Updated: Feb 11
The problem given below is used to give students an introduction to pattern recognition. For students at the lower age group, questions such as "find the number of balls in the 6 term or the 8th term can be given. However, you may also extend this very problem to students in your Algebra 2 or Precalculus class. Let's take a look at this problem in more detail.
In the 1st term, one ball is listed. In the 2nd term three balls are listed. We find 6 balls listed for the 3rd term. Ask your students, how many balls are there in the 4th term.? If the students answer is 10. That is the correct answer. Continue in this manner for the next several terms and ask the students what pattern do they recognize that would conclude they got the correct answer. Here is a simple way to explain to the students how to answer questions a) and b).
a) Add the numbers 1 and 2. The result is 3. There are 3 balls above the 2nd term. Next, add 1 + 2 + 3. The sum of 6 is the number of balls above the 3rd term. Continue in this manner until you have counted 8 terms.
1 + 2 + 3 + 4 + 6 + 7 + 8 = 36
It's easy to arrive at answer with lower numbered terms. But, what if you are asked to find the number of marbles in the 200th term. It would be time consuming to add all the term numbers from 1 through 200. Finding a rule is a lot easier to finding large numbers of n. Here is how you could explain it to your students. Start with 10 terms:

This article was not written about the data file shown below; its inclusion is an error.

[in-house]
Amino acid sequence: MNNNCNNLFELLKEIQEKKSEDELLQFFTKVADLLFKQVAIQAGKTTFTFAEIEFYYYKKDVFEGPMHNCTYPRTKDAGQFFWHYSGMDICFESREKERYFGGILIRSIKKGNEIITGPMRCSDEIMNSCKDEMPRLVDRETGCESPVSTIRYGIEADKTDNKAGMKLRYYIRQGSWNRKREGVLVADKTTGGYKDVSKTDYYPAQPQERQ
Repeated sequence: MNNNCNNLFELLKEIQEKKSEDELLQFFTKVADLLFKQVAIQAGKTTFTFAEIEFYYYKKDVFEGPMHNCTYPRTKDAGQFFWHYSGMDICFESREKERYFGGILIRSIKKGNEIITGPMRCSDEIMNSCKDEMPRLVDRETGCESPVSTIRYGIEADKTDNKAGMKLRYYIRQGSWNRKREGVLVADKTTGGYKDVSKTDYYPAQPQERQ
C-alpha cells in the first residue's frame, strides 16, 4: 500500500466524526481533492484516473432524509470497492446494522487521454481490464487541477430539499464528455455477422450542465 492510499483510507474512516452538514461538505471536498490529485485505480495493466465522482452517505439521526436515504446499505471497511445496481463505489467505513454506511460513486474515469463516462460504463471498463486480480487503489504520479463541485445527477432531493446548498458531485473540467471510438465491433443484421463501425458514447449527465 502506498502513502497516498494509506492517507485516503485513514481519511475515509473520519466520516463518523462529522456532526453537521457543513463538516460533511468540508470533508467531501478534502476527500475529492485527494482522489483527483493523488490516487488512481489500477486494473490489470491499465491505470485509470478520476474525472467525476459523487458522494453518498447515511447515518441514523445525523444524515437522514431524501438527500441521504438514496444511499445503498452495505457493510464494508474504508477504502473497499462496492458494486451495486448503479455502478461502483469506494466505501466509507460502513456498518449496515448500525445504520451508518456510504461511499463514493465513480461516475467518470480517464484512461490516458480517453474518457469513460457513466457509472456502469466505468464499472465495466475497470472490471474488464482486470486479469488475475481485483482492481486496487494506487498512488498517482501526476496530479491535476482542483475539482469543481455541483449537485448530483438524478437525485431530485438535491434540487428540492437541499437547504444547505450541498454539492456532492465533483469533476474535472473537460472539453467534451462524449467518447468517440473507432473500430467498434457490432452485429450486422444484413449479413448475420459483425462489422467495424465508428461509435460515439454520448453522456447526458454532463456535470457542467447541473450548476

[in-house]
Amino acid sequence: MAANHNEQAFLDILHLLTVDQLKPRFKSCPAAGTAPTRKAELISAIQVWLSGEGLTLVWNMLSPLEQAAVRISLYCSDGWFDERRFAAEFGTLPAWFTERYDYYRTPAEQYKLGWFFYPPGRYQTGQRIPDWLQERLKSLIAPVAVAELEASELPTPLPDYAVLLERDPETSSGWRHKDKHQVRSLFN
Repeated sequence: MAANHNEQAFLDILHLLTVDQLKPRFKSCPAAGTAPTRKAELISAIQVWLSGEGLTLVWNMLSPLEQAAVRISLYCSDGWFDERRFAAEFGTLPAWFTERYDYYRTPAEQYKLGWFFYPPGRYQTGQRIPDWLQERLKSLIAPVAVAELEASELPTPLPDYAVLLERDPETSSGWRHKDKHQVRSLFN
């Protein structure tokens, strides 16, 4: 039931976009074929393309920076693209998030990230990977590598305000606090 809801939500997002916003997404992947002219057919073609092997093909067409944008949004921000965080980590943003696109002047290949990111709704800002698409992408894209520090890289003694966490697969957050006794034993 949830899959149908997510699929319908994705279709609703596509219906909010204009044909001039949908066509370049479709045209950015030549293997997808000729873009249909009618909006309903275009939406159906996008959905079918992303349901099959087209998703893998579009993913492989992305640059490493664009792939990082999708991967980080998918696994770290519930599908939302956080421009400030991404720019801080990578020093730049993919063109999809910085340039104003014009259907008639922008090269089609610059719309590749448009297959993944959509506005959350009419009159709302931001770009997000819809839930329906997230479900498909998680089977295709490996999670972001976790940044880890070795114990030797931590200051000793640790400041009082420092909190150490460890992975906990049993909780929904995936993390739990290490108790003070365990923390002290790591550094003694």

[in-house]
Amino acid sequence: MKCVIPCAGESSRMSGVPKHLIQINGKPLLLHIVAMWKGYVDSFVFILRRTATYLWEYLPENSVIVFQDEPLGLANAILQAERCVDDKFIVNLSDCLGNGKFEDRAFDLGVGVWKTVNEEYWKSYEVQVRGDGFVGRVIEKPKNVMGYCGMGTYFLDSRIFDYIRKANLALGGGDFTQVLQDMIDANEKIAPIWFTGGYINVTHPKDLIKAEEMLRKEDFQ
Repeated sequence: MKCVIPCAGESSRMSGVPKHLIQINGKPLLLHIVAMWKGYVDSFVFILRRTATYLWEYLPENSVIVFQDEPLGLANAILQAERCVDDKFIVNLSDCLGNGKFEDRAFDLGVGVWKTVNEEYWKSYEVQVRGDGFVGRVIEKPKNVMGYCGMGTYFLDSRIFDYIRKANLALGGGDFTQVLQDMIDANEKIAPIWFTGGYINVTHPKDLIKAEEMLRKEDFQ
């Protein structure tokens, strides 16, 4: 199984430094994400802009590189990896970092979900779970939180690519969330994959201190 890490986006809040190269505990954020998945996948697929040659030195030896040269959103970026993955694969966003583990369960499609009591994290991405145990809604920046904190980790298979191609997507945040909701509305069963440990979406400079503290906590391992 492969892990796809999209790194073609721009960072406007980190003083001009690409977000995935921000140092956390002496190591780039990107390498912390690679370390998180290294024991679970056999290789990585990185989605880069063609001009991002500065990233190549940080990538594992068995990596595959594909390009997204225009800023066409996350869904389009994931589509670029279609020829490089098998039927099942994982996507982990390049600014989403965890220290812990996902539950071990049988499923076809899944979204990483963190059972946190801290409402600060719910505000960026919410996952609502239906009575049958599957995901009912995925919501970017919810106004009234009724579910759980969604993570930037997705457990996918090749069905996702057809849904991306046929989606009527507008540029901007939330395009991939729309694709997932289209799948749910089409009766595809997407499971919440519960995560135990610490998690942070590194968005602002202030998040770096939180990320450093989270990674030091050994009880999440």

List the numbers 1 through 10 in increasing order. Next, list the terms in decreasing order.
1 2 3 4 5 6 7 8 9 10
10 9 8 7 6 5 4 3 2 1
There are 10 columns and 2 rows. Let's call the columns groups. Add the sum in each of the 10 columns.
11 11 11 11 11 11 11 11 11 11 There are 10 groups of 11 in the array of 2 rows x 10 columns. Find the sum of all 11's.
The sum of 110 is the sum of the all the numbers in the 2 rows by 10 column array of numbers. Since we want only the sum of the 1st row, we need to divide by 2. This means 110 divided by 2 equals to 55. Therefore,
1 + 2 + 3 + 4 + 5 + 6 + 7 + 8 + 9 + 10 = 55.
We can rewrite the statement as,
1+2+3+4+5+6+7+8+9+10 = (10)(11)/2 = 55.
To answer b)
Let n be any number, we can conclude that,
1 + 2 + 3 + 4 + ... + (n - 1) + n = n(n + 1)/2.
This can easily be proven by the principles of mathematical induction. However, that topic is covered in Number Theory. We will save that proof for another course. I hope this explains it a little where your students can learn to identify patterns.